In three days we are going to Connecticut. We were there just last month, but events have piled up since then, so we’re off again.
When my mother and I talk on the phone nowadays, we ask each other “What’s new?”, and our favorite reply is, “Not a thing!”. Then we both say together, “Thank God!”.
There seems to be some kind of a hard-wired mechanism in the human brain that seeks the novel, the unusual, the exception to the rule kind of phenomena. I guess it’s stimulating. But as we acquire more and more experience with that sort of thing, we come to appreciate the notion that “Less is more”. News tends to be of the unpleasant type, and once the initial buzz has worn off, as in: “Gee! That’s new and exciting”– I’d say within ten seconds – We are left with the reality of the situation: “How depressing!”. Maybe that’s why news shows – especially local news shows – are so fond of the “10-second sound bite”. By the time the viewer’s initial buzz has evaporated, so has that particular story, and we’re on to the next. And what with our ever-shrinking attention span, thanks to the MTV school of entertainment, and our ever-shrinking memory, thanks to living in an age of overwhelming amounts of information, by the end of the broadcast we are numb. News, sports and weather all become nothing but a big blur. If it’s the eleven o’clock news, we are generally asleep by 11:15. (Okay, I didn’t take a survey, but I’d be willing to bet I’m not the only one).
But I digress.
The point is – Change is difficult. Anything new in our lives requires change. Anything new and unpleasant in our lives is doubly stressful, since it not only requires the effort of change, but also the optimism to get through the unpleasantness. It’s not easy – but it’s inevitable. Nothing stays the same for very long. And this comes as a shock, since we all start out as tiny little things for whom time goes by at a snail’s pace. It seems to us when we are in our formative years that certain things are permanent: Mom and Dad, sister and brother, home, school, friends, Fido and Fluffy, even the corner grocery. All take on the quality of Mount Rushmore in our minds. These basics are indestructible, and there is tremendous comfort in that. We feel that as long as these few things remain the same, we are safe and secure. This is the basis for nostalgia, and the reason we love artists like Norman Rockwell and TV shows like “Happy Days”.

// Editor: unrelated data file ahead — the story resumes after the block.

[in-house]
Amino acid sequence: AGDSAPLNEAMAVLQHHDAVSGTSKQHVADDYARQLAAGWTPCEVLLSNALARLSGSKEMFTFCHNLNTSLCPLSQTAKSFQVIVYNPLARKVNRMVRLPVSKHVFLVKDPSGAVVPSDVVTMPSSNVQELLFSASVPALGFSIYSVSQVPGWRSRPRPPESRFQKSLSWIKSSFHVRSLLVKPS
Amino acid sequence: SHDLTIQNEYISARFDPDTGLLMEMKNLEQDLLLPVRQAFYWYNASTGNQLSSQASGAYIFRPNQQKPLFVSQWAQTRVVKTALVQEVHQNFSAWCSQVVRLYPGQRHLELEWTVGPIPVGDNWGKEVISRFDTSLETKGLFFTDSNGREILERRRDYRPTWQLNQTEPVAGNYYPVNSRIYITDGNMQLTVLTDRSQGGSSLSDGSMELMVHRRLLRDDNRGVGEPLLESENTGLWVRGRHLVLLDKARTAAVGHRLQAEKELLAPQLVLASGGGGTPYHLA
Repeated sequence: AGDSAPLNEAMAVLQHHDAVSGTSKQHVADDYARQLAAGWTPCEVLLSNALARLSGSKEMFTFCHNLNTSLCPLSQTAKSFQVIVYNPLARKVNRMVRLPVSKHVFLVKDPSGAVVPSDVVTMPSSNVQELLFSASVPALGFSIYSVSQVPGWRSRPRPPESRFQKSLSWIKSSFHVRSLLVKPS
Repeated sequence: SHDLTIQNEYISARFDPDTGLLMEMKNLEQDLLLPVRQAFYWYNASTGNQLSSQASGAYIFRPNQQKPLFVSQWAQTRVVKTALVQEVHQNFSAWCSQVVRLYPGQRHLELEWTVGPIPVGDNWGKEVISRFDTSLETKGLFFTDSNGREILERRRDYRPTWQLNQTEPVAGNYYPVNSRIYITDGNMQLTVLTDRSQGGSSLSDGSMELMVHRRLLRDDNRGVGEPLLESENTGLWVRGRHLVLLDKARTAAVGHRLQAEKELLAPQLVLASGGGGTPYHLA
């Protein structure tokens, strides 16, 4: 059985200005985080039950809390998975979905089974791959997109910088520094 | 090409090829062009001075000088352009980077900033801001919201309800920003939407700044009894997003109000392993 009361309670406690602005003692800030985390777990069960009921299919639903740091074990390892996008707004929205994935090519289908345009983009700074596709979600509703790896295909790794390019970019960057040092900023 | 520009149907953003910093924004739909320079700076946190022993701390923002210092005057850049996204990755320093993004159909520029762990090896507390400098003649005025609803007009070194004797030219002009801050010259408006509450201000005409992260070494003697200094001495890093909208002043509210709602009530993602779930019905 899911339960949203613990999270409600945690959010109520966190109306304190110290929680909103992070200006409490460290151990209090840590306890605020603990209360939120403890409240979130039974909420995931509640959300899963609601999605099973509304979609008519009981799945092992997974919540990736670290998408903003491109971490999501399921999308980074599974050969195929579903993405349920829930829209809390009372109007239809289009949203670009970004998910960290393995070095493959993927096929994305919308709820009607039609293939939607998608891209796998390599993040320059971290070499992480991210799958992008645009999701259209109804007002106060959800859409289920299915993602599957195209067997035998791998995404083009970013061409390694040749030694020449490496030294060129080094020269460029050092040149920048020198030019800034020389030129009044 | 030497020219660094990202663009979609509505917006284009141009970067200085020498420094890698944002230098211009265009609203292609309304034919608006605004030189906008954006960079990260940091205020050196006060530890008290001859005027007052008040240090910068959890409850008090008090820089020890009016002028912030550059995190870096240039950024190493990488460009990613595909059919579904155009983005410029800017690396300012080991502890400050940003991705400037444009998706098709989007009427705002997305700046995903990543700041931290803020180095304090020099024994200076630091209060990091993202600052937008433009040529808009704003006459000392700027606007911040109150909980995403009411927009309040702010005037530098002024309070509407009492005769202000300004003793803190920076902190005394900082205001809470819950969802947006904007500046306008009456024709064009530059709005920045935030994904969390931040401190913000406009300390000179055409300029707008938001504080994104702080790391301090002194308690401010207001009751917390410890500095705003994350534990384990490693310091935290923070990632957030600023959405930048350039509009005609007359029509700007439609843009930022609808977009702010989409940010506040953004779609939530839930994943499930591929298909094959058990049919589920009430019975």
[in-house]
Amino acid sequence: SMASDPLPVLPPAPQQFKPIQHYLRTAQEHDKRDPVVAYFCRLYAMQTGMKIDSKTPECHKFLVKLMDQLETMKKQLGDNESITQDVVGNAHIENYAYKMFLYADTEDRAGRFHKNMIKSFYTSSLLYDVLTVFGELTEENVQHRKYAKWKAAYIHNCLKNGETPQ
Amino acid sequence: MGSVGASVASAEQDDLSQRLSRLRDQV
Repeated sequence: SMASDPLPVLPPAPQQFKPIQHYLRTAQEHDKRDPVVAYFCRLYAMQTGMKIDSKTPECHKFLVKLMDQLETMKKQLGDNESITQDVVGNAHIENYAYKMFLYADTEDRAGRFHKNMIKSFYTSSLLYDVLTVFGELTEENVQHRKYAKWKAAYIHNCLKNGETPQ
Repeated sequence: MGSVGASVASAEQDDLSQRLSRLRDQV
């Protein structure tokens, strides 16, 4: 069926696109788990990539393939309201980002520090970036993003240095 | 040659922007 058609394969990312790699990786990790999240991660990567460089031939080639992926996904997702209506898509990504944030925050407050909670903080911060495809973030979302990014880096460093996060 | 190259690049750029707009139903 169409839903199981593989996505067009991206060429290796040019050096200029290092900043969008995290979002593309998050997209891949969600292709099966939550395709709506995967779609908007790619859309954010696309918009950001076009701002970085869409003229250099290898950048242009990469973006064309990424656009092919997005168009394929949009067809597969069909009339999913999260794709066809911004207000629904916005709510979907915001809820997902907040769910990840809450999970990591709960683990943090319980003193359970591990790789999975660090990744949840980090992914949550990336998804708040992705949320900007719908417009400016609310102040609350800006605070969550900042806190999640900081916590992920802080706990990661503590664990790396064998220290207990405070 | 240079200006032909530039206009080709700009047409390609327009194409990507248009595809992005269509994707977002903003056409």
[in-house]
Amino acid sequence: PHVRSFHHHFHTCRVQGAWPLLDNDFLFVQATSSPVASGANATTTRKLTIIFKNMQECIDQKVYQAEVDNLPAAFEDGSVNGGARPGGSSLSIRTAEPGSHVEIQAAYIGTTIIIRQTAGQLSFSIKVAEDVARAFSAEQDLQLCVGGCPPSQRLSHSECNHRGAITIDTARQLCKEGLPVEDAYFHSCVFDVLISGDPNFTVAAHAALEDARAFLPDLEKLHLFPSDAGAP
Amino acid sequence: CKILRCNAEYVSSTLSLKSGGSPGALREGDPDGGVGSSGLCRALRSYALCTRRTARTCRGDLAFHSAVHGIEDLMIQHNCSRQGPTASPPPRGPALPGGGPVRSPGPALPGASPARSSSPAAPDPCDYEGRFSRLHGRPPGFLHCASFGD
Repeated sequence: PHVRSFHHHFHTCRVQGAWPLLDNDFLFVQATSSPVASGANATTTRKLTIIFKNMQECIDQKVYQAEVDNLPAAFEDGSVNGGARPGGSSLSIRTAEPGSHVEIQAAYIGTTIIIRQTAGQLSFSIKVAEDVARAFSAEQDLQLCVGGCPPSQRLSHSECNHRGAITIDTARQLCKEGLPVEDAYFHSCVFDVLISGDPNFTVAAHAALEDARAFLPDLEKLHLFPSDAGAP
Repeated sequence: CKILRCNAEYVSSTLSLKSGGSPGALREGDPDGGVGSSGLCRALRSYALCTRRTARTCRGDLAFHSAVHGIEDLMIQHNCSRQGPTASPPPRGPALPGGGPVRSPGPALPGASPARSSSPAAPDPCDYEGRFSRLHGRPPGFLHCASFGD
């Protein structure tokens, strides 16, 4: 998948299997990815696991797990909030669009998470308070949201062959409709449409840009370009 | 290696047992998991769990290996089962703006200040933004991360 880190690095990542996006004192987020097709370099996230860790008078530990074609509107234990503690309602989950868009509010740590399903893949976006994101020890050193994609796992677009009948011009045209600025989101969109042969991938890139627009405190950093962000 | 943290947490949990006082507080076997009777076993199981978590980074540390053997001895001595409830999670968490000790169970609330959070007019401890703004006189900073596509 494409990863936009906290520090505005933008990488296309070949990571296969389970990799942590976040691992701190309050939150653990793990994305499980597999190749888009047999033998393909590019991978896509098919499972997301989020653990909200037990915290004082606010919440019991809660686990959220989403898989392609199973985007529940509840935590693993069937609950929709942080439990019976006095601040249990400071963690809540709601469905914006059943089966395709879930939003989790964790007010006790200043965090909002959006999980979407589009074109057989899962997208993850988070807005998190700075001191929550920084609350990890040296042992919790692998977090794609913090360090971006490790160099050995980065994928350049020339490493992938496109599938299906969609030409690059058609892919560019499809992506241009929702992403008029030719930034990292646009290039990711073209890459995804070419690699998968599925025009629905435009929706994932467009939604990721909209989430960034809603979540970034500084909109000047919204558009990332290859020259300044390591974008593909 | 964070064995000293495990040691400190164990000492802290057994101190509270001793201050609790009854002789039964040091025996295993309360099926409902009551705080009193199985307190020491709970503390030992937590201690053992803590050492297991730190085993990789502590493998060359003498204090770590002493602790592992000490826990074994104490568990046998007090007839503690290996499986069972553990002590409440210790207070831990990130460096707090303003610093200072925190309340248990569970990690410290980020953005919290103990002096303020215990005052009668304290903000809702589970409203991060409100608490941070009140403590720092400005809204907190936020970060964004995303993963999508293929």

But in the past three weeks, here is what has happened in our own family: Art’s brother was diagnosed with a serious illness and is slated for surgery by the end of the month. Art’s sister and her family had to put down their beloved dog, Jet, which was devastating to all of them. Art’s mother and father finalized the sale of their home of forty-eight years and are packing up to move. And Art and I got word that our offer on a home in Connecticut was accepted, so we will now be officially bicoastal. This is a potent mix of stressors (distress and eustress, but all stress). We’re going to Connecticut now, in great part, to try to dilute the stress and spread it around a little more so that it doesn’t all fall on shoulders that were already pretty weighted down. There’s not much we can do, except to be there and offer emotional support, but sometimes that can be a lot.
Meanwhile, back here in Los Angeles, I just pray that the earth stays solid, that my family’s health continues, that the fire season doesn’t start early, and that the governor won’t do anything to get recalled. In other words, I pray for what doesn’t happen, as opposed to what does. Let things be boring – I can take it.